Keras flatten operation in CNN models in Machine Learning

In this section, we are going to look at various reasons for applying Keras flattening operation on CNN with Python. CNN involves working with images. Therefore, we will also look at various prerequisites for flattening operation.

Steps to reach flattening operation

1. Convolution

We start with an input image to which we apply multiple different feature detectors or also called filters to create feature maps. This forms our convolutional layer. Then on top of that convolutional layer, we apply the rectified linear unit to increase non-linearity.

2. Pooling

Then we apply a pooling layer to our convolutional layer. So, from every single feature map, we create a pooled feature map. Basically, the pooling layer has a lot of advantages. The main purpose of the pooling layer is to make sure that we have spatial invariants in our images. So basically, if something tilts or twists or is a bit different from the ideal scenario then we can still extract information out of it. Pooling significantly reduces the size of our images. Also, it helps with avoiding any kind of overfitting of our data or overall model to the data. But at the same time pooling preserves the main features.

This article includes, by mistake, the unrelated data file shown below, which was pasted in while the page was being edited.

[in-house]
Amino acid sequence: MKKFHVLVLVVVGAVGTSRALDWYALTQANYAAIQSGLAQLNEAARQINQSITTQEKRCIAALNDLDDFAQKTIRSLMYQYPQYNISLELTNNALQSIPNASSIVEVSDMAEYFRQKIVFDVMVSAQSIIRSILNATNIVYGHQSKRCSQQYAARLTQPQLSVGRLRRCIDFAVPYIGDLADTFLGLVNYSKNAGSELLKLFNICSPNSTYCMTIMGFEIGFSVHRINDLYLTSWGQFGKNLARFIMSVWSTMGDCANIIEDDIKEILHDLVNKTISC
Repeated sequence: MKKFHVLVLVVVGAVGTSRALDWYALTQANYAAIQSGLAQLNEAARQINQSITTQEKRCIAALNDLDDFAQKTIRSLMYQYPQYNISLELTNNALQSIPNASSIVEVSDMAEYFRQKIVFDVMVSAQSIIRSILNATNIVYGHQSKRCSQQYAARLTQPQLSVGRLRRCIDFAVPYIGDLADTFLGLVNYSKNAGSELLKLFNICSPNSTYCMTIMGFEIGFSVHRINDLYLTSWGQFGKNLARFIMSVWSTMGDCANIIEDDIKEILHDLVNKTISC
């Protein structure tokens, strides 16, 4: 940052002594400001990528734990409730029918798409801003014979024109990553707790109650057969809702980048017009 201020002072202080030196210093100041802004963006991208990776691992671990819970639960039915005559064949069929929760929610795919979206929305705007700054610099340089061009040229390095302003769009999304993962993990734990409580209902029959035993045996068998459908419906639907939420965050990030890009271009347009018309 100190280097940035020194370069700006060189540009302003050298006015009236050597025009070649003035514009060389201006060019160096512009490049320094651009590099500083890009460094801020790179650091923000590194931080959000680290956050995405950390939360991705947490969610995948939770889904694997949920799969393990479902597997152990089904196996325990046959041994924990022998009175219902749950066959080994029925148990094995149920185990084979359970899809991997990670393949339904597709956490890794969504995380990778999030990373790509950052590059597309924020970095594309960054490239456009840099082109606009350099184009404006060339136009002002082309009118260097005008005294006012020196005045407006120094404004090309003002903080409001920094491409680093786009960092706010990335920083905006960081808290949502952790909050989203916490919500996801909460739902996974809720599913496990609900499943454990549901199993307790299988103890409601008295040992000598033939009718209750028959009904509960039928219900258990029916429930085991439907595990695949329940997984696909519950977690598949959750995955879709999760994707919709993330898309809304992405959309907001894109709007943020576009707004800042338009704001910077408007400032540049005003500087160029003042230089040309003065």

3. Flattening:

Now, we have pooled feature maps. We flatten them so we put them into one long column sequentially one after the other and get one huge vector of inputs for an artificial neural network.


Before proceeding, let us try to answer two crucial questions:

  • Does flattening result in losing the spatial structure of the original image?
    Feature maps provide us with some high numbers corresponding to the spatial structure of the given image. So basically, these high numbers represent the spatial structure of our images because these are associated with a specific feature in the input image. Since then we apply the pooling in step we keep these high numbers and then the flattening step just consists of putting all the numbers in the cells of the future maps into one single vector. Well, we still keep these high numbers in this single vector.
  • Why didn’t we directly flatten them without applying the previous steps?
    The reason for not taking up this task is that if we directly flatten the input image pixels into a huge one-dimensional vector then each node of this vector will not represent any correlation of the image pixel with pixel around it. So we only get information about the pixel itself and not about how this pixel is spatially connected to the surrounding pixels. Since each feature map corresponds to one specific feature of the image then each node that this huge vector that contains a high number will represent the information of a specific feature a specific detail of the image.


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